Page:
It’s not that some forms of happiness are necessarily better than others—they’re different, and pursuing them means different things. In The Happiness Myth, Jennifer Hecht points out that different kinds of happiness are rarely in harmony with one another. Going after intense, positive experiences in the moment might lead us to neglect the things that lead to longer-term life satisfaction—neglecting old friends in favor of exciting new acquaintances or skipping a day of work to go to the movies.
So if we want to be “happy,” we need to think carefully about the kind of happiness we’re aiming for and what tradeoffs we’re willing to make. If we don’t do this, pursuing “happiness” as a broad goal could mean you end up going after the wrong things.
Value The Process Over The End Result
In study after study, social scientists like Daniel Pink have found that external rewards and traditional financial incentives don’t improve employee performance. They may actually backfire, making it difficult for people to come up with creative solutions.
Instead research shows high achievement is the result of intrinsic drivers–that is, a desire to do something for inherent interests, self-fulfillment or enjoyment. Motivation increases when people have the desire to perfect their craft. Successful people enjoy the learning process and don’t mind when it continues beyond an expected time frame. They relish in the journey to mastery. They focus on the happiness cultivated along the path to a particular goal, not necessarily a material outcome
Live In The Present
Living in the moment—being present in the now—is a very effective strategy for living a happy life. As many well-known philosophers have stated, “Now is all there is, there really is no other moment.”
Our culture doesn’t value the importance of living for the now. We continue to lose the present moment by thinking about the future and the past, conjuring up “what if” scenarios, and generating anxiety about things that probably won’t ever happen. I make a constant conscious effort to keep myself from entering anxiety territory by concentrating on what I’m doing in the present moment. I’ve noticed that it’s harder to bring myself into the now when I’m bored; it’s much easier to think about other things. However, when doing things I enjoy, it takes little effort for me to remain present. I love writing, reading and doing coaching. I know this because when I’m engaged in those activities, it doesn’t take much effort for me to be present. It’s important to be attuned and present in any task or activity you’re doing. When you notice your mind wondering, bring yourself back. I do this by concentrating on my breathing and repeating to myself, “I know I am breathing in, I know I am breathing out.” Enjoy every moment, tune into the now. Get your mind out of the past, which already happened, and the future, which hasn’t happened yet.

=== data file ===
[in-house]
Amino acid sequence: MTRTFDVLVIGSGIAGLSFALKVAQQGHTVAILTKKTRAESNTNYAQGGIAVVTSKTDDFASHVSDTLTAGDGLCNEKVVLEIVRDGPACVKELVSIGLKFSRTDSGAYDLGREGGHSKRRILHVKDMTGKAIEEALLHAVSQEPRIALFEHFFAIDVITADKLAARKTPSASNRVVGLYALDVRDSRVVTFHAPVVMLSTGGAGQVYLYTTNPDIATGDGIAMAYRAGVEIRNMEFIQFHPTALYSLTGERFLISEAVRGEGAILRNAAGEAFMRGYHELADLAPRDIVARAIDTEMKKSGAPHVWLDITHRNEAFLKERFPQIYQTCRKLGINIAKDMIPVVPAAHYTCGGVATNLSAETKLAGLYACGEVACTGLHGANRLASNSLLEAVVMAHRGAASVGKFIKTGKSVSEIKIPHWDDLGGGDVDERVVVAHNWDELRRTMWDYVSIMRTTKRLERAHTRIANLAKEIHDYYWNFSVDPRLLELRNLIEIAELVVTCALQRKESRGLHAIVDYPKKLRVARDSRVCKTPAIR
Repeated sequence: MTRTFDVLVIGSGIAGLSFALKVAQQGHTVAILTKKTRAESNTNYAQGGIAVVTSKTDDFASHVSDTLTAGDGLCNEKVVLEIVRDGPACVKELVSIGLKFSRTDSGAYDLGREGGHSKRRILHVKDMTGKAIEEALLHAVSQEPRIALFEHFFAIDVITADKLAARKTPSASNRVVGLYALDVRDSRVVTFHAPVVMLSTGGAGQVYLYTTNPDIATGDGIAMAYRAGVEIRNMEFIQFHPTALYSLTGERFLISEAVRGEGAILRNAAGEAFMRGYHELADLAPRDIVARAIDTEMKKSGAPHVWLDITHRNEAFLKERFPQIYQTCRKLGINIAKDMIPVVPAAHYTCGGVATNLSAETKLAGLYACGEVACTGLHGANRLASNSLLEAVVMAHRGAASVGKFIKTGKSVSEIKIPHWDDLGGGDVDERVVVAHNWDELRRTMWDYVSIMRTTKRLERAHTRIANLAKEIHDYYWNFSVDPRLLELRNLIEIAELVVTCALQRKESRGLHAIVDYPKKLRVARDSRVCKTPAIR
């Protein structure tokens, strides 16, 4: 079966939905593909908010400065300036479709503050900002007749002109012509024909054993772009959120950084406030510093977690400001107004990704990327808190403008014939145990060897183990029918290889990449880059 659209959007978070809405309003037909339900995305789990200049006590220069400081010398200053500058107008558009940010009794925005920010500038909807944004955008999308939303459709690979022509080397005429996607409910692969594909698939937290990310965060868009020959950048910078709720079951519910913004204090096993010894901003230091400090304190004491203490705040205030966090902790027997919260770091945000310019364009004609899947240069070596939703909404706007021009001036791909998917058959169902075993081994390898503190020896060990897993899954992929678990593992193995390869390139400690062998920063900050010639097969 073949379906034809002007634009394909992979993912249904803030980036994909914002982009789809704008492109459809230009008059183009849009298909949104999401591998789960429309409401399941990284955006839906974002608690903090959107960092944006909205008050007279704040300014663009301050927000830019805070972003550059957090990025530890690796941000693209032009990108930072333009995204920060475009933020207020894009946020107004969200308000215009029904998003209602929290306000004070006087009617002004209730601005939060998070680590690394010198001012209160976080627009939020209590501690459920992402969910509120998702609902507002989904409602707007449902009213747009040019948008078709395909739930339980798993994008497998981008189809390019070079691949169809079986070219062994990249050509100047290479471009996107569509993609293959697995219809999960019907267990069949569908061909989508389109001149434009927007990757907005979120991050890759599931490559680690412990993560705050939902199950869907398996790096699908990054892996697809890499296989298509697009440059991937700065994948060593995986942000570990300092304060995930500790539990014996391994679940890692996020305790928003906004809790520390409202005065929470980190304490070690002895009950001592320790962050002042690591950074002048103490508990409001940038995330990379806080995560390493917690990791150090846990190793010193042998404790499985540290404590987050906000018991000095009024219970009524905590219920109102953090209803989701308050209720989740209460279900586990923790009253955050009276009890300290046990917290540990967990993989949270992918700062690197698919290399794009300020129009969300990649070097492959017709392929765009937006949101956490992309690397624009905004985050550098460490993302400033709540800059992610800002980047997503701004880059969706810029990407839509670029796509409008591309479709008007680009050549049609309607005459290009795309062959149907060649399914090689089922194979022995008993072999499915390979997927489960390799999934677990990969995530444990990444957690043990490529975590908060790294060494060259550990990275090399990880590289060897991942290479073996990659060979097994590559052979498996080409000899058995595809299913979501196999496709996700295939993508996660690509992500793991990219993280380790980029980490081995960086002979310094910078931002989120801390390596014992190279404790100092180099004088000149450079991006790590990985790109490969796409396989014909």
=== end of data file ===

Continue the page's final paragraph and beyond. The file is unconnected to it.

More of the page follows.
Bring yourself to this very moment, because that is all there is.
Focus on Others Instead of Yourself
We’ve all been there. It’s been a bad day and you feel the urge to buy your favorite comfort food or snag a new pair of shoes. However, studies suggest you’ll feel happier if you spend that money on someone else.
The new study in Nature suggests that people feel happier after doing something generous because activity in the brain regions involved in helping others seems to override the activity in the regions linked with personal reward.
A 2008 experiment supports these findings — for that study, volunteers were split into two groups and either splurged on themselves or another person. Those who got something for others were shown to be happier than those who bought something for themselves.
Donating your time can have the same effect. In a recent review of 40 studies done over the last 20 years, researchers found that volunteering was one of the most successful ways to boost psychological health.
Ask Yourself Two Questions
Then think about how to achieve them.
When I asked myself the first question, I realized I care most about two things: making the world a better place while doing fulfilling work, and having close and meaningful relationships with other people.
Asking the second question, I came up with a list of character traits and attitudes I want to cultivate: compassion, open-mindedness, gratitude, and curiosity. Unlike “being happy,” these are more specific, actionable, and within my control.
Ironically, these are exactly the kinds of things that researchers would advise you focus on if you want to be happy: finding satisfying work and meaningful relationships, doing things for others, appreciating the good things in your life.
The difference is that I’m not suggesting we should do these things because they’re going to make us happy.
We should consider what we really care about and who we want to be, and let that guide our choices and actions.
Happiness isn’t a goal, it’s a signal that we’re living life well and in accordance with what we care about. But it’s a noisy signal, and sometimes it’s hard to tell what’s producing it.
We have to be careful to not get so caught up in chasing the signal that we lose sight of what it’s really trying to tell us.